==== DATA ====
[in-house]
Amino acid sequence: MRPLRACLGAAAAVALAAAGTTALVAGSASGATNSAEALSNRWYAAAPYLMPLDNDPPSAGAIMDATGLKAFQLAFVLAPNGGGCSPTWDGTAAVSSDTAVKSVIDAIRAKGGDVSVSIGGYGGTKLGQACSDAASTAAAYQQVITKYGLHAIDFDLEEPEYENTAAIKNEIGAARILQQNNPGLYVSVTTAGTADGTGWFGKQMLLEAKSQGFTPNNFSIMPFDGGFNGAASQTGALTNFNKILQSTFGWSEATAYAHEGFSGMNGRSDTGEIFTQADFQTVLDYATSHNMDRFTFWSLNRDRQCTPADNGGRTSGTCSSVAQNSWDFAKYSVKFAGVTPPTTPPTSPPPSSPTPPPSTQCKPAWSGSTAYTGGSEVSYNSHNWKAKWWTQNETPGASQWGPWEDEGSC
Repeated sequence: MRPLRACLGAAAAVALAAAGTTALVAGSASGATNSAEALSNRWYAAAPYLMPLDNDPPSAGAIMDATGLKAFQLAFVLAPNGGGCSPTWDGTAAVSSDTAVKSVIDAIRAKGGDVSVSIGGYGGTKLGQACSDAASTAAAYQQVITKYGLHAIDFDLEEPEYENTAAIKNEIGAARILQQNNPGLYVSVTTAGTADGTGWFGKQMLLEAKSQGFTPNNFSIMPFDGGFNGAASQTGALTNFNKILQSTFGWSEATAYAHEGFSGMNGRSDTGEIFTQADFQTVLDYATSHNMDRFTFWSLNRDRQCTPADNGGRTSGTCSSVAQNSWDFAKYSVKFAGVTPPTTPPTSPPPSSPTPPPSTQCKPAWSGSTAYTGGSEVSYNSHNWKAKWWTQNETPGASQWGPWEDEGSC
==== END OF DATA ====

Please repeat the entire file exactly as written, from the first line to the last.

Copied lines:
[in-house]
Amino acid sequence: MRPLRACLGAAAAVALAAAGTTALVAGSASGATNSAEALSNRWYAAAPYLMPLDNDPPSAGAIMDATGLKAFQLAFVLAPNGGGCSPTWDGTAAVSSDTAVKSVIDAIRAKGGDVSVSIGGYGGTKLGQACSDAASTAAAYQQVITKYGLHAIDFDLEEPEYENTAAIKNEIGAARILQQNNPGLYVSVTTAGTADGTGWFGKQMLLEAKSQGFTPNNFSIMPFDGGFNGAASQTGALTNFNKILQSTFGWSEATAYAHEGFSGMNGRSDTGEIFTQADFQTVLDYATSHNMDRFTFWSLNRDRQCTPADNGGRTSGTCSSVAQNSWDFAKYSVKFAGVTPPTTPPTSPPPSSPTPPPSTQCKPAWSGSTAYTGGSEVSYNSHNWKAKWWTQNETPGASQWGPWEDEGSC
Repeated sequence: MRPLRACLGAAAAVALAAAGTTALVAGSASGATNSAEALSNRWYAAAPYLMPLDNDPPSAGAIMDATGLKAFQLAFVLAPNGGGCSPTWDGTAAVSSDTAVKSVIDAIRAKGGDVSVSIGGYGGTKLGQACSDAASTAAAYQQVITKYGLHAIDFDLEEPEYENTAAIKNEIGAARILQQNNPGLYVSVTTAGTADGTGWFGKQMLLEAKSQGFTPNNFSIMPFDGGFNGAASQTGALTNFNKILQSTFGWSEATAYAHEGFSGMNGRSDTGEIFTQADFQTVLDYATSHNMDRFTFWSLNRDRQCTPADNGGRTSGTCSSVAQNSWDFAKYSVKFAGVTPPTTPPTSPPPSSPTPPPSTQCKPAWSGSTAYTGGSEVSYNSHNWKAKWWTQNETPGASQWGPWEDEGSC